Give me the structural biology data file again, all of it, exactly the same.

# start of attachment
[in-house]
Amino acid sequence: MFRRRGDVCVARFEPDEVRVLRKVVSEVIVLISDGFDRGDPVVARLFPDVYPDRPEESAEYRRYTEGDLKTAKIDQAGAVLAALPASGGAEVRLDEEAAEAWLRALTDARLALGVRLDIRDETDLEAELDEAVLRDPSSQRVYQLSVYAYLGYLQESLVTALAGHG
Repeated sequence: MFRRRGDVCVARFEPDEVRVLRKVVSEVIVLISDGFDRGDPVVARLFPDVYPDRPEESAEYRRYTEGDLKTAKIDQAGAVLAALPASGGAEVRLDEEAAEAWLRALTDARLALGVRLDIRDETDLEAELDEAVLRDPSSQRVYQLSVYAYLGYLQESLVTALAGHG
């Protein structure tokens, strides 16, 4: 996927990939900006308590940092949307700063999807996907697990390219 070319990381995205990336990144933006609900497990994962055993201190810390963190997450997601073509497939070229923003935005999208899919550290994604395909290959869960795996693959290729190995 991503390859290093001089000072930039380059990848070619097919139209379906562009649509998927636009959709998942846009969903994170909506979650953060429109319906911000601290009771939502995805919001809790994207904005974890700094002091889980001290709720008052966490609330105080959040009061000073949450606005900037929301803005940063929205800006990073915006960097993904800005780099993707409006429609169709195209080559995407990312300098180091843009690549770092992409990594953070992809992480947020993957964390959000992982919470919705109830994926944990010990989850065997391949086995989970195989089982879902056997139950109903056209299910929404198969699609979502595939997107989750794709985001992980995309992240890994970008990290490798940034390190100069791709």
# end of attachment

[in-house]
Amino acid sequence: MFRRRGDVCVARFEPDEVRVLRKVVSEVIVLISDGFDRGDPVVARLFPDVYPDRPEESAEYRRYTEGDLKTAKIDQAGAVLAALPASGGAEVRLDEEAAEAWLRALTDARLALGVRLDIRDETDLEAELDEAVLRDPSSQRVYQLSVYAYLGYLQESLVTALAGHG
Repeated sequence: MFRRRGDVCVARFEPDEVRVLRKVVSEVIVLISDGFDRGDPVVARLFPDVYPDRPEESAEYRRYTEGDLKTAKIDQAGAVLAALPASGGAEVRLDEEAAEAWLRALTDARLALGVRLDIRDETDLEAELDEAVLRDPSSQRVYQLSVYAYLGYLQESLVTALAGHG
């Protein structure tokens, strides 16, 4: 996927990939900006308590940092949307700063999807996907697990390219 070319990381995205990336990144933006609900497990994962055993201190810390963190997450997601073509497939070229923003935005999208899919550290994604395909290959869960795996693959290729190995 991503390859290093001089000072930039380059990848070619097919139209379906562009649509998927636009959709998942846009969903994170909506979650953060429109319906911000601290009771939502995805919001809790994207904005974890700094002091889980001290709720008052966490609330105080959040009061000073949450606005900037929301803005940063929205800006990073915006960097993904800005780099993707409006429609169709195209080559995407990312300098180091843009690549770092992409990594953070992809992480947020993957964390959000992982919470919705109830994926944990010990989850065997391949086995989970195989089982879902056997139950109903056209299910929404198969699609979502595939997107989750794709985001992980995309992240890994970008990290490798940034390190100069791709």